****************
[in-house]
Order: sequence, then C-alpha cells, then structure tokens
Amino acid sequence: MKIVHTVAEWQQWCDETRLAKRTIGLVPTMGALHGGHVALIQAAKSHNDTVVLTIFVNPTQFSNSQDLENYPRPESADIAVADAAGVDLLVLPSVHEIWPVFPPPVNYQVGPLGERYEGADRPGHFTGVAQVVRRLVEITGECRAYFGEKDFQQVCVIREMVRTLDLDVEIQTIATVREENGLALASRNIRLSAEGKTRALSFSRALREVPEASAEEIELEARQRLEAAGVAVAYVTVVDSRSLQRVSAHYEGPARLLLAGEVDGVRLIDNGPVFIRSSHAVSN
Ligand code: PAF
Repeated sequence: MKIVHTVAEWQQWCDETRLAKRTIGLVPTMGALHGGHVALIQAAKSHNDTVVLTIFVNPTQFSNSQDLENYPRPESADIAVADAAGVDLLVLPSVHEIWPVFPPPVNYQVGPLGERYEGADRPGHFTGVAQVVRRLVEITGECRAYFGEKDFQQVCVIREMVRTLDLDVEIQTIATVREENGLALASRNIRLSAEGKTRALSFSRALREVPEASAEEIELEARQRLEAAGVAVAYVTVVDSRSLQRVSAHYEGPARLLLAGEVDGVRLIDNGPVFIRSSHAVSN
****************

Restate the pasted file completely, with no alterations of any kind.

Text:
[in-house]
Order: sequence, then C-alpha cells, then structure tokens
Amino acid sequence: MKIVHTVAEWQQWCDETRLAKRTIGLVPTMGALHGGHVALIQAAKSHNDTVVLTIFVNPTQFSNSQDLENYPRPESADIAVADAAGVDLLVLPSVHEIWPVFPPPVNYQVGPLGERYEGADRPGHFTGVAQVVRRLVEITGECRAYFGEKDFQQVCVIREMVRTLDLDVEIQTIATVREENGLALASRNIRLSAEGKTRALSFSRALREVPEASAEEIELEARQRLEAAGVAVAYVTVVDSRSLQRVSAHYEGPARLLLAGEVDGVRLIDNGPVFIRSSHAVSN
Ligand code: PAF
Repeated sequence: MKIVHTVAEWQQWCDETRLAKRTIGLVPTMGALHGGHVALIQAAKSHNDTVVLTIFVNPTQFSNSQDLENYPRPESADIAVADAAGVDLLVLPSVHEIWPVFPPPVNYQVGPLGERYEGADRPGHFTGVAQVVRRLVEITGECRAYFGEKDFQQVCVIREMVRTLDLDVEIQTIATVREENGLALASRNIRLSAEGKTRALSFSRALREVPEASAEEIELEARQRLEAAGVAVAYVTVVDSRSLQRVSAHYEGPARLLLAGEVDGVRLIDNGPVFIRSSHAVSN